In that regard, the growth of Internet news has had a dramatic impact on the way Americans, particularly those with access to technology, get information on business and financial matters. For active investors — those who have traded stocks within the past six months — the Internet has largely supplanted traditional media as the leading source for stock quotes and investment advice. The Internet’s capacity for personally-designed news and information is clearly a factor here. Nearly six-in-ten (58%) active traders who log on to the Internet for such information have customized online stock portfolios.
So far, this quiet revolution in financial news has had less of an impact on the general public and less active investors, who still tend to go to the traditional media for stock quotes and advice. But underscoring the general popularity of the Internet for financial news, 16% of all Americans volunteered that they would turn first to the Internet for news if the market were to crash 1,000 points; cable news was mentioned second most frequently, at 14%.
As Americans grow more reliant on the Internet for news, they also have come to find online news outlets more credible. Despite the controversy over news-gathering techniques employed by some Internet sites, those who go online generally give Internet news operations high marks for believability. In fact, the online sites of such well-known news organizations as ABC News get better ratings from Internet users than the ratings accorded the traditional broadcast or print outlets.
But having a familiar name clearly helps. Internet-only news sources such as Yahoo, Netscape and America Online’s News Channel get lower ratings than other, better-known news organizations on the Internet. Still, the believability ratings for these organizations are comparable to those of network television news and other traditional sources. Internet news organizations that specialize in providing original content, such as the online magazines Slate and Salon, were less well-known and got lower ratings from Internet news users.
- Americans have an ever-expanding appetite for new technology. More than half now own a cell phone, up from 24% just five years ago. One out of five Americans (18%) have a satellite dish, and 5% own a Palm Pilot.
- As large numbers of younger Americans turn to the Internet for news, the audience for traditional media is aging. Nearly half of those under age 30 (46%) go online for news at least once a week, compared to just 20% of those age 50 and up. These older Americans are far more likely to say they watched TV news (67%) or read a paper (58%) yesterday.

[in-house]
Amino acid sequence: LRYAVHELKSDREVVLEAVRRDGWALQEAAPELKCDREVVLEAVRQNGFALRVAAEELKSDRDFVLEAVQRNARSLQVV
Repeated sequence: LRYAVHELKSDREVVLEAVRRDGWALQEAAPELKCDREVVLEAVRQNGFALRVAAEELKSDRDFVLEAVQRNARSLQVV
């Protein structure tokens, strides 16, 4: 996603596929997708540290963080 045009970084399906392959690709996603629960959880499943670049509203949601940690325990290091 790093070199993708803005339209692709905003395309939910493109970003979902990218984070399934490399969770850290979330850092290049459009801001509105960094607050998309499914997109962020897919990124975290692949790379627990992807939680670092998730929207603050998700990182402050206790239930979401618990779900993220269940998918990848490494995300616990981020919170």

- More people are finding innovative ways to use technology in their personal lives. A sizable minority (15%) of active investors get stock quotes and market updates via some form of wireless device, such as a cell phone or pager.
- With the viewership of network news declining, and cable news audiences remaining flat, network’s lead over cable has narrowed to 11 percentage points (51%-40%) from 17 points (57%-40%) in 1998. When speciality channels, such as all-sports ESPN are included, the cable audience is 61%.
- CNBC, primarily a business network, now draws better than one-in-ten Americans (13%) on a regular basis. But CNBC is the top choice of those active investors who identify television as the main source of stock updates.
- More than half of Americans (53%) say they wish they had more time to follow the news. Time pressures are a particularly big factor for working women; nearly two-thirds (65%) want more time to follow the news.
- The remote control has become an indispensable tool for most television news viewers, especially young people. Three-quarters of those under age 30 say they watch the news with the remote in hand; 54% of those over age 50 agree.
- Men and women have different news interests, and this is reflected in the news they pursue online. Technology is a top draw for men, while women most often seek news on science and health. But overall, weather information is the leading online news topic.